The letters were printed in large black letters on a pale pink plastic background about the size of a small brick, followed by the words “For Dinner.” Some smaller print lined the bottom, but it looked like it had been smudged so I couldn’t read it. Next to the brand name was one of those cheesy commercial headshots of a smiling consumer having an orgasm over what they were about to eat. It felt light and somewhat squishy.
The people in front of me continued to push and shove each other. I rolled closer and caught the eye of a woman who had yet to start reaching.
“What’s Farknorb?” I asked.
“It’s for dinner, silly,” she answered.
“No, I meant, what is it?” I added.
She smiled and shook her head, then moved her cart closer to the mob and started jumping up and down to get the clerk’s attention.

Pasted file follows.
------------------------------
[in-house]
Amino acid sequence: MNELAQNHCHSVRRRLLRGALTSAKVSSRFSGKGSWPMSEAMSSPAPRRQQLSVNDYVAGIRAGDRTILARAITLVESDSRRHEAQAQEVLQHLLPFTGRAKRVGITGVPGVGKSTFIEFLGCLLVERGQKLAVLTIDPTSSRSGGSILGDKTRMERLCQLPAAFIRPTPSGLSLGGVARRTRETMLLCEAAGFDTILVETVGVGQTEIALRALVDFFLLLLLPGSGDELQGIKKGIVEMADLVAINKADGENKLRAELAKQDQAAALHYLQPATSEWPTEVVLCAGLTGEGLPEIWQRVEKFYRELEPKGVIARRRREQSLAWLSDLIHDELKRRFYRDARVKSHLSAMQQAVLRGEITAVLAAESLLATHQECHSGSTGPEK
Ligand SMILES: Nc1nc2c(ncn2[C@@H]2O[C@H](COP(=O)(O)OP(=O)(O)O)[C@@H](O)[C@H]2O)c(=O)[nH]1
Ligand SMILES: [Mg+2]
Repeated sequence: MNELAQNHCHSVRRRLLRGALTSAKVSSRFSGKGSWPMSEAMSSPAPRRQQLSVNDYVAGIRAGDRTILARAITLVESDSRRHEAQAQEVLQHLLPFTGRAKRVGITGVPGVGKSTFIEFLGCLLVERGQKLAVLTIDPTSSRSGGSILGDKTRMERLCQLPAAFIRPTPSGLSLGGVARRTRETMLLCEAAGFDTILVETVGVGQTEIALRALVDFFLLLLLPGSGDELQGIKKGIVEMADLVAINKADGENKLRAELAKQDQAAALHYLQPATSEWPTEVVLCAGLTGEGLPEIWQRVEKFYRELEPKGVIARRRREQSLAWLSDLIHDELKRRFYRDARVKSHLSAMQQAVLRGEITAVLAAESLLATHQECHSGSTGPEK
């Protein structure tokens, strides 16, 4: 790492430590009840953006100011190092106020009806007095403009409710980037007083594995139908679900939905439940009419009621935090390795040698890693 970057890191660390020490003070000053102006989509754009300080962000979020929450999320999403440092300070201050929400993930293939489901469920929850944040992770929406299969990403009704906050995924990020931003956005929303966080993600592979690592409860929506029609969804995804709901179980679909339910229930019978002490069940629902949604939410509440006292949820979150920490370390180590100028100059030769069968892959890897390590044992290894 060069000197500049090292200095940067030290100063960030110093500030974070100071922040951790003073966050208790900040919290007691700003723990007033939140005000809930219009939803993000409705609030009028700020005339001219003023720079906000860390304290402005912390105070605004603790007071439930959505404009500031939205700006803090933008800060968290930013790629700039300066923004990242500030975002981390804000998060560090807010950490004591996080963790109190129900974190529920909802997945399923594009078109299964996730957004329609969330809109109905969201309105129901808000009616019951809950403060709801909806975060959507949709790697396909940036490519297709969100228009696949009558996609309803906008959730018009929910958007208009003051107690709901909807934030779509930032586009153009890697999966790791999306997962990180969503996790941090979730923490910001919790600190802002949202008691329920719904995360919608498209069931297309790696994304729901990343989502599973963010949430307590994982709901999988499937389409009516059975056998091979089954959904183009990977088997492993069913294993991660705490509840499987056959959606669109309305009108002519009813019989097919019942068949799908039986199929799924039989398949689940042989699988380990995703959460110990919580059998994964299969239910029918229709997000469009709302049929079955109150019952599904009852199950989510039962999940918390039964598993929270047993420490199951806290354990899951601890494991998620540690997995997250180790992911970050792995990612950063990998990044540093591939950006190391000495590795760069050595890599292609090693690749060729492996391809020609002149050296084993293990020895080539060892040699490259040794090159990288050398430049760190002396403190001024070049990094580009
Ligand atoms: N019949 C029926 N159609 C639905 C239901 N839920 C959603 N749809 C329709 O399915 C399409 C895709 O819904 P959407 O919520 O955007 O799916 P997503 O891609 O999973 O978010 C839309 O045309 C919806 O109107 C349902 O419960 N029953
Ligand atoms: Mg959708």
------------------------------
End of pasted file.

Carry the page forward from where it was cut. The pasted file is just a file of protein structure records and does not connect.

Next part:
I turned around, barely missing another shopper rushing past me, and made my way to the shortest checkout line, which was two people deep. It moved fast since nobody had much in their carts and I think the cashiers and shoppers were anxious to get the whole thing over with as quickly as possible. When it came to my turn, I picked up my package of Farknorb and held it up to the cashier.
“What is this?” I asked.
“Farknorb,” he replied, gently taking it from my hand and scanning it. I looked at the register’s screen. It was a bit less than my favorite brand of dinner food product.
I tapped my phone and grabbed the Farknorb and was about to ask the cashier again about it when the shopper behind me pretty much pushed me forward and started unloading her mountain of toilet paper onto the counter.